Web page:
A mere 30 years ago, engineers and computer scientists owned software development: programming was a specialized skill that afforded coders both job security and relative seclusion.  In the beginning, before SDLC (software development life cycle) methodologies, users wrote out bits of requirements and passed them over (“the wall”) to programmers who turned them into computer programs using “code and fix.”  Interactions between the business and IT (information technology) were isolated, formal, and controlled. 

I remember colleagues 25 years ago lamenting that “software development would be so much easier if we didn’t have to deal with users.”

Fast forward to today’s agile environment where communication, collaboration and frequent software deployment are norms.  Co-located open space team areas replace rows of stoic IBM coders working in isolation and according to a recent Career Builder study: 77% of employers now believe that soft skills are equally as important as “hard” or “technical” skills in the work environment. 

Yet… technical professionals go into their professions for the same reasons they always did: to solve complex problems based on math and science.

The Value of Soft Skills

Reading stories of agile transformation success leads one to think that every workplace is like Google:  teams of co-workers celebrating each other’s differences, playing games at work, seeking to maximize their collaboration – the perfect combination of soft and hard skills. 

In 2013, Google decided to test its hiring hypothesis by analyzing 15 years’ worth of hiring, firing, and promotion data.

This project led to the surprising discovery that hard skills come in last among the top seven qualities of Google’s top employees.

“The top 7 characteristics of a successful Google employee are in fact:

  1. Being a good coach
  2. Communicating and listening well
  3. Possessing insights into others (including others different values and points of view)
  4. Having empathy toward and being supportive of one’s colleagues
  5. Being a good critical thinker and problem solver
  6. Being able to make connections across complex ideas
  7. STEM expertise

If nearly all of the top characteristics of success at Google are soft skills, then there is a strong argument for investment in those skills being not just a sound investment, but a vital one.”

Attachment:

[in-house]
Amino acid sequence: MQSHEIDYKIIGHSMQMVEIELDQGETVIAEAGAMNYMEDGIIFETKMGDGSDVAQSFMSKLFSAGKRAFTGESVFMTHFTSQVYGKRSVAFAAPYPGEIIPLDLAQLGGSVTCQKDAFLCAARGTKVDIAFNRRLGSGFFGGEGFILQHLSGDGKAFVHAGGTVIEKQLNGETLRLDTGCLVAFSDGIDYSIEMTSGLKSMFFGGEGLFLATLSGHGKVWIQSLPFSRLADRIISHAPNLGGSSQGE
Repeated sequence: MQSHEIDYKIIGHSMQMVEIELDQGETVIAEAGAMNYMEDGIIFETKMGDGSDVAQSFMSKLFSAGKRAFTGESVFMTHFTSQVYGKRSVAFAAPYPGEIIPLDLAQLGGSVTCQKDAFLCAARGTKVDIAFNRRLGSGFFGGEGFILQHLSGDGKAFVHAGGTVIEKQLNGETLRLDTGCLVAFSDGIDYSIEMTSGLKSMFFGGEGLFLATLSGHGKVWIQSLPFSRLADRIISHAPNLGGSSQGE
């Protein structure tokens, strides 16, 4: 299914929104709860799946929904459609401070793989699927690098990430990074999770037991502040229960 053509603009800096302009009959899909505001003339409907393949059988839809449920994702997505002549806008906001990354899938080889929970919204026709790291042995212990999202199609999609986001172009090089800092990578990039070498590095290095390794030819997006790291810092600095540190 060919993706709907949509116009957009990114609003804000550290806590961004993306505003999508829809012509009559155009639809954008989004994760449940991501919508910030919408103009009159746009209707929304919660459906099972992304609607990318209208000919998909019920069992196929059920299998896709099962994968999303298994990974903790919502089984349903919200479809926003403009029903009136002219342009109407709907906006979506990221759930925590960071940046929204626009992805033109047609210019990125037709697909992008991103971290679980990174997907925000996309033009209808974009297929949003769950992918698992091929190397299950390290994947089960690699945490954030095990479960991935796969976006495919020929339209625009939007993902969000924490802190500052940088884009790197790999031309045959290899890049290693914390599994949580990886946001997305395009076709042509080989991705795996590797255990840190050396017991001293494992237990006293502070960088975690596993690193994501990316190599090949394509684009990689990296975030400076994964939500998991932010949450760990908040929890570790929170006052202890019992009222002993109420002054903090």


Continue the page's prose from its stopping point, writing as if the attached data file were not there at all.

Can soft skills be learned?

The jury is out on this – some say yes (emotional intelligence, awareness, communications classes) while others profess that soft skills are personality based.  

What is YOUR experience – do you think soft skills can be learned? 

Have we reached the Shangri-la in software development with agile?  

How would you answer this post: What comes first in agile – soft skills or hard skills?

Thank you in advance for your comments.


Reprise: Software Cost Estimating, If You Don’t Know What, You Can’t Estimate How… and ICEAA TAMPA

I first published the article listed below in 2014 – A WHOLE 5 years ago, and as I prepare to present at next week’s ICEAA (International Cost Estimation and Analysis Association) Professional Development and Training workshop (conference)next week in Tampa, I realize just how important a topic it was (and is today!)

Comments welcome!  Here’s the original blog post reposted for your enjoyment:


One of the biggest (and not so obvious) reasons that software estimation goes awry is that amateur estimators don’t always realize how important it is to figure out the “object of estimation” – that is, what it is that we want to estimate. 

I’ve addressed this issue on several occasions – through a set of 4 blog posts called “First see the elephant in the room (the what you are estimating…)”

This week, I did a blog post for QSM, Inc. on the same topic.  Let me know what you think.

21 if you dont know the what